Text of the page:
Sooke trails are hard to beat. In fact, I could probably come up with enough epic trail run routes to complete this blog series just in Sooke alone. But, since Sooke is a 40 minute drive from downtown Victoria, I decided to feature two of my Sooke favourites: the Coast Trail in East Sooke Park and Mt. Quimper in the Sooke Hills. This weekend we opted for Quimper as the weather wasn’t that great, and the Coast Trail can get dangerously slick in the rain.
You can take a few different routes to get to the summit, but the easiest to find (and the only one we’ve run) takes about 50 minutes to an hour to get the the top, and about 30-40 minutes to get back down again.
So I didn’t run any Vancouver Island trails last weekend, because I was too busy VACATIONING IN MAUI! Yes, it was amazing and wonderful and we had a blast. I didn’t do much running, or any kind of working out for that matter (except for lifting five bottles worth of wine to my lips in a large wine glass… does that count?), but we did go for a little hike/run on the incredibly scenic Pipiwai Trail on Maui’s east coast.
I think you’d be hard pressed to find another trail in existence that gives you so much dramatic scenery in such a short distance. The Pipiwai Trail, located along the road to Hana in Haleakala National Park, is only 3 kilometres from the trail head to the breathtaking Waimoku Falls, which cascades down a sheer rock face from 400 feet above you at the end of the trail. We ended up hiking on the way there (obviously, so much to see and side trails to explore, plus plenty of Instagram moments!) and running back. The hike in took about an hour, and the run back was only 25 minutes. Besides several stunning waterfalls, other trail highlights include an infinity pool, deep water-filled caverns, caves, Hawaiian jungle, a massive banyan tree, a kilometre of bamboo forest, stunning natural pools and a turquoise-blue ocean crashing into black lava cliffs.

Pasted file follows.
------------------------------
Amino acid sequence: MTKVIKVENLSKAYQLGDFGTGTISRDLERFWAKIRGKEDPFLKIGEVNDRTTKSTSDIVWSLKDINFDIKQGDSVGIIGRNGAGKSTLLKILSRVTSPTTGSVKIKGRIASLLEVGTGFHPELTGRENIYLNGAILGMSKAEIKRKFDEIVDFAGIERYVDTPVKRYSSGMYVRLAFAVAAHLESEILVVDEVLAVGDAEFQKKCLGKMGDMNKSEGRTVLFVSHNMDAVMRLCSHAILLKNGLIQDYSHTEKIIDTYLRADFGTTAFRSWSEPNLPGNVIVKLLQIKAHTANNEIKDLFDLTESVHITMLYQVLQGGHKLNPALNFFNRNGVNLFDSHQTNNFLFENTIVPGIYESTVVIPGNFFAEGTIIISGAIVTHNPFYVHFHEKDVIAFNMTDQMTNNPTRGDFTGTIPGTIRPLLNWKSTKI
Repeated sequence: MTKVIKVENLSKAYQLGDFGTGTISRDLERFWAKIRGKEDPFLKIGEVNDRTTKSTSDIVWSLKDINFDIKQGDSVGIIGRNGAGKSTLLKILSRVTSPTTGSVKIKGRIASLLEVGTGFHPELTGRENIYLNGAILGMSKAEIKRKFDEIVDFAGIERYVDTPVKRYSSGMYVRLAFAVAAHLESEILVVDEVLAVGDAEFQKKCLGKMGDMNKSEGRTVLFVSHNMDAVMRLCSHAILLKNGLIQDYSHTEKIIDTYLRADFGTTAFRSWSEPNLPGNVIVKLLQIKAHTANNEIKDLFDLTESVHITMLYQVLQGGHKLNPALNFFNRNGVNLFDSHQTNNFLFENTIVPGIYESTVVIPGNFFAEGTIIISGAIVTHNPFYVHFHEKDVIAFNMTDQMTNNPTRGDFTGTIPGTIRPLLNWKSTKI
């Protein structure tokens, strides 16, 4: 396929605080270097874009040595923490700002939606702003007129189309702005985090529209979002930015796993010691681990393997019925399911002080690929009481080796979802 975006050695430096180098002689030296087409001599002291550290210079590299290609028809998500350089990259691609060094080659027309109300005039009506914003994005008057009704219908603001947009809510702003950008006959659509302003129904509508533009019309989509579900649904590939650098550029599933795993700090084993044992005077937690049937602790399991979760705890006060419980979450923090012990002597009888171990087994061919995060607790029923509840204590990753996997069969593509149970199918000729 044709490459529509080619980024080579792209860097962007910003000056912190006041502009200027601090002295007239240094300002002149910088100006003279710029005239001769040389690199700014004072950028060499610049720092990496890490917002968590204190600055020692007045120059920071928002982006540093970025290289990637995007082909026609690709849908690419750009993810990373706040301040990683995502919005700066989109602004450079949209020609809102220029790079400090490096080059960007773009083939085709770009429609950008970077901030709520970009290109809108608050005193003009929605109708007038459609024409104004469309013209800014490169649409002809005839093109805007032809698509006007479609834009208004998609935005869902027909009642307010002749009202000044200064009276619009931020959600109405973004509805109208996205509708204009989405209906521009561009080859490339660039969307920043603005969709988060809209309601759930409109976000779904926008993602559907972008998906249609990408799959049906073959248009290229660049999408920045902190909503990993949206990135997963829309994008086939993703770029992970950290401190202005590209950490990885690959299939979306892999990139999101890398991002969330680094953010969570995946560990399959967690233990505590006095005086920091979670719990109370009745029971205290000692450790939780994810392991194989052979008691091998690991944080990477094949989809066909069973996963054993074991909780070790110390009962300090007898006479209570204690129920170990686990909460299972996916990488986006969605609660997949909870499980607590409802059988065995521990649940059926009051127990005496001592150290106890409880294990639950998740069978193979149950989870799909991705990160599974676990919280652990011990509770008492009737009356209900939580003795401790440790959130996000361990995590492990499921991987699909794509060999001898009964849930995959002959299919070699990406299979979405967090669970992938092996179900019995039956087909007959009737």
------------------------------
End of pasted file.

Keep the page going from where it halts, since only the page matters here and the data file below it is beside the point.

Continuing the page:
This trail route was tough to find, especially for a couple of directionally challenged trail runners like Debbie and me. I had run this route once a few years ago going in the opposite direction for a race, and thought I might be able to recall where the trail to the summit was. Nope. Not only did we miss the turn off for the summit twice yesterday, but also on our first attempt we took another trail all together — “Look, those white arrows are pointing that way. Let’s go the other way!” Thank goodness for iPhones and Google Maps. (more…)
This route is usually about 7 km, but of course, I forgot to restart my Garmin after stopping for a photo op, so my map and time for the run was off…. ugh! Luckily my friend Debbie kindly gave me her Garmin info for this post, although she ended up adding on an extra kilometre as the group took a wrong turn. But either way works! It’s nice to have so many options for routes and loops in this park. (more…)
Last week, I stumbled upon this post on Shape.com. After browsing through a few, I decided that the trails I run regularly in Victoria could definitely give those suggestions a run for their money. I mean, how many places in the world have this many well-maintained, amazing and beautiful trails, all within an hours drive of the capital city? Probably not too many. And I’m sure there are many other spectacular trails that can rival these (Inca Trail, anyone?), but for accessibility’s sake, I’d take my moss-covered, root-entangled, winding west coast trails over almost-urban gravel trails any day.
My criteria for the best trails to run: Everyone has their own preference when it comes to trails — some like them to be hilly, others don’t. Some prefer roots and rocks, others feel they are too clumsy to navigate that kind of terrain and might prefer flat chip trails. I think we can all collectively agree, though, that the more scenic the trails are, the better. (more…)